During the course of the study, NeuroPace upgraded its RNS System. The 2.0 version has a battery life lasting 8.4 years, as opposed to the original’s 3.9 years. The amount of available memory for doctors to review patients’ brainwaves has also doubled.

The RNS System is available in epilepsy centers across the U.S. It is often used in conjunction with medication and is usually covered by insurance.

SOURCE: Article by B. Halperin for

LivaNova Launches Study to Assess VNS Therapy in Drug-resistant Epilepsy Patients

LivaNova Launches Study to Assess VNS Therapy in Drug-resistant Epilepsy Patients

September 12, 2018:  LivaNova PLC announced the first implanted patient and official launch of a global registry to evaluate the use of LivaNova’s Vagus Nerve Stimulation Therapy® (VNS Therapy) System for patients with drug-resistant epilepsy (DRE), which affects nearly one in three people with epilepsy.1 The Comprehensive Outcomes Registry in Subjects with Epilepsy Treated with VNS Therapy (CORE-VNS) study will enroll up to 2,000 patients with five-year follow-up data, yielding one of the largest data sets in the world for DRE patients treated with various generations of VNS Therapy. Data from CORE-VNS will contribute to the body of research related to this disease state and advance the science behind VNS Therapy by evaluating the safety, effectiveness and clinical outcomes for patients.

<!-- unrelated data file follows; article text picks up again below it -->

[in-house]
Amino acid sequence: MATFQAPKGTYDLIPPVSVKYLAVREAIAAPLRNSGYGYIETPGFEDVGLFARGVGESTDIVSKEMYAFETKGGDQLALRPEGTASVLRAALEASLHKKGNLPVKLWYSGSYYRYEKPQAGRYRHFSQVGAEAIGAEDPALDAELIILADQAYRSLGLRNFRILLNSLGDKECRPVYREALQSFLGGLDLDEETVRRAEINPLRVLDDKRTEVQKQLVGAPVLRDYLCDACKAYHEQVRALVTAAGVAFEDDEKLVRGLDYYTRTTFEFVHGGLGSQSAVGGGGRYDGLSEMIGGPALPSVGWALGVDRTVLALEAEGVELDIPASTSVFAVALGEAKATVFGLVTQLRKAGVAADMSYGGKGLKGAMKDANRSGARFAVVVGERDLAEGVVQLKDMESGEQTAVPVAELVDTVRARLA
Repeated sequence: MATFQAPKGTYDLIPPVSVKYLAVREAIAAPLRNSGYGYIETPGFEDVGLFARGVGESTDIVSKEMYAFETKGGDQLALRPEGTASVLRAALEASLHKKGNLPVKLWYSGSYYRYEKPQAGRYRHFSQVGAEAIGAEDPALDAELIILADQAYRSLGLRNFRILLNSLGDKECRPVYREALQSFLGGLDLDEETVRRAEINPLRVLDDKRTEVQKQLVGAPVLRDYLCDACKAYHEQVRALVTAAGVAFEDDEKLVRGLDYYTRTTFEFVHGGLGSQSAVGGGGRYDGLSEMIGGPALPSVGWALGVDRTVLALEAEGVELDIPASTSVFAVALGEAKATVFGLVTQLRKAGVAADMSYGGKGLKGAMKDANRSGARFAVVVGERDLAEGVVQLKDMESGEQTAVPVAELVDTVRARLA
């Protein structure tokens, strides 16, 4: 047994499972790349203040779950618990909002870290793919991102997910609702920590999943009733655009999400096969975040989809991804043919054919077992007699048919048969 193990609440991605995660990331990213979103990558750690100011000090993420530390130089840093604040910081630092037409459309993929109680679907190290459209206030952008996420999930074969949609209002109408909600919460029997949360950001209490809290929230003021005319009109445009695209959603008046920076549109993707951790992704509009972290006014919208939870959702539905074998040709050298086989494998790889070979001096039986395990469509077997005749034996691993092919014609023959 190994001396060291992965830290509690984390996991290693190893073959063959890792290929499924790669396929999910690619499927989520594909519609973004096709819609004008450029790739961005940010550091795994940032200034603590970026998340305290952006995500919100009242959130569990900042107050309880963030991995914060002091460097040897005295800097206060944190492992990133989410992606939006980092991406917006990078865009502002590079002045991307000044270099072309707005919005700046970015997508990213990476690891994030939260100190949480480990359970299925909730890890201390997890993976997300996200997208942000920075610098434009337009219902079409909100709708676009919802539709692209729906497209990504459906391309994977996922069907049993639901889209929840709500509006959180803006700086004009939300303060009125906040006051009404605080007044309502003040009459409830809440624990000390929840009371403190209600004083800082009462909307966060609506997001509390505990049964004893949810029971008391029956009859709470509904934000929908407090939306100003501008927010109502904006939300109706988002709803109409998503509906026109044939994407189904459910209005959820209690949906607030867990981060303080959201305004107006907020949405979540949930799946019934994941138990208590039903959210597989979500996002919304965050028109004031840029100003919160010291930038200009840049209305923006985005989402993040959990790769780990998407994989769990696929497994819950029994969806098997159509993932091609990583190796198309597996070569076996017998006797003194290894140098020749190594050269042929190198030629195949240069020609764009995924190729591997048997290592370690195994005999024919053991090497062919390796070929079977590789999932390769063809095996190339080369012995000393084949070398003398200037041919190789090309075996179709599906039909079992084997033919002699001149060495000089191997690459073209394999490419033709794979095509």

“By following these patients for five years, we will gain a significant amount of high-quality, real-world clinical data on VNS Therapy as an adjunctive treatment for drug-resistant epilepsy”